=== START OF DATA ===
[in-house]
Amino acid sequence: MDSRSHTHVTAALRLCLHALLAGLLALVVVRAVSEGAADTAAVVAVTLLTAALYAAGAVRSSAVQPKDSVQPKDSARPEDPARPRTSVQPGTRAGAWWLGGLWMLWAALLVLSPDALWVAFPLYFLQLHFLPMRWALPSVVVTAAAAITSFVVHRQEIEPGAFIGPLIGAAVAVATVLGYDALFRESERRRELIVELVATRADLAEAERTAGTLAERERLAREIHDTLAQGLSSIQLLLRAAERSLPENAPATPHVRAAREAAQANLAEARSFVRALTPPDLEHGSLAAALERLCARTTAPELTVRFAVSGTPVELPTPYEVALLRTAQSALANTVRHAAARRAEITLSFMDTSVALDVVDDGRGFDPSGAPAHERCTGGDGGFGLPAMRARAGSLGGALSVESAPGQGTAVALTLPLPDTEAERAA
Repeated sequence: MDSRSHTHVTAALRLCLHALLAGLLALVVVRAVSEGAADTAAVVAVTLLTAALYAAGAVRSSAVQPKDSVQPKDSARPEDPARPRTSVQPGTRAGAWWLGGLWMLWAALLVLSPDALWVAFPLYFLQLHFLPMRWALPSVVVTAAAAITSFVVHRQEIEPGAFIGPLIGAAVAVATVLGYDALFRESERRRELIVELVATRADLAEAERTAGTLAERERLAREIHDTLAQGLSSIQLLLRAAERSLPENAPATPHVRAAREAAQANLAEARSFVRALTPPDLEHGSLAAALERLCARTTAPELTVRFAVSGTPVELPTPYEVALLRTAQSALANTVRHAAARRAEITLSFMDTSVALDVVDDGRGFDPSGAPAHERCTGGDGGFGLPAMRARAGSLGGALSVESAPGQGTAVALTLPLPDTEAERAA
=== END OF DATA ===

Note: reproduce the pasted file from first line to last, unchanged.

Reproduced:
[in-house]
Amino acid sequence: MDSRSHTHVTAALRLCLHALLAGLLALVVVRAVSEGAADTAAVVAVTLLTAALYAAGAVRSSAVQPKDSVQPKDSARPEDPARPRTSVQPGTRAGAWWLGGLWMLWAALLVLSPDALWVAFPLYFLQLHFLPMRWALPSVVVTAAAAITSFVVHRQEIEPGAFIGPLIGAAVAVATVLGYDALFRESERRRELIVELVATRADLAEAERTAGTLAERERLAREIHDTLAQGLSSIQLLLRAAERSLPENAPATPHVRAAREAAQANLAEARSFVRALTPPDLEHGSLAAALERLCARTTAPELTVRFAVSGTPVELPTPYEVALLRTAQSALANTVRHAAARRAEITLSFMDTSVALDVVDDGRGFDPSGAPAHERCTGGDGGFGLPAMRARAGSLGGALSVESAPGQGTAVALTLPLPDTEAERAA
Repeated sequence: MDSRSHTHVTAALRLCLHALLAGLLALVVVRAVSEGAADTAAVVAVTLLTAALYAAGAVRSSAVQPKDSVQPKDSARPEDPARPRTSVQPGTRAGAWWLGGLWMLWAALLVLSPDALWVAFPLYFLQLHFLPMRWALPSVVVTAAAAITSFVVHRQEIEPGAFIGPLIGAAVAVATVLGYDALFRESERRRELIVELVATRADLAEAERTAGTLAERERLAREIHDTLAQGLSSIQLLLRAAERSLPENAPATPHVRAAREAAQANLAEARSFVRALTPPDLEHGSLAAALERLCARTTAPELTVRFAVSGTPVELPTPYEVALLRTAQSALANTVRHAAARRAEITLSFMDTSVALDVVDDGRGFDPSGAPAHERCTGGDGGFGLPAMRARAGSLGGALSVESAPGQGTAVALTLPLPDTEAERAA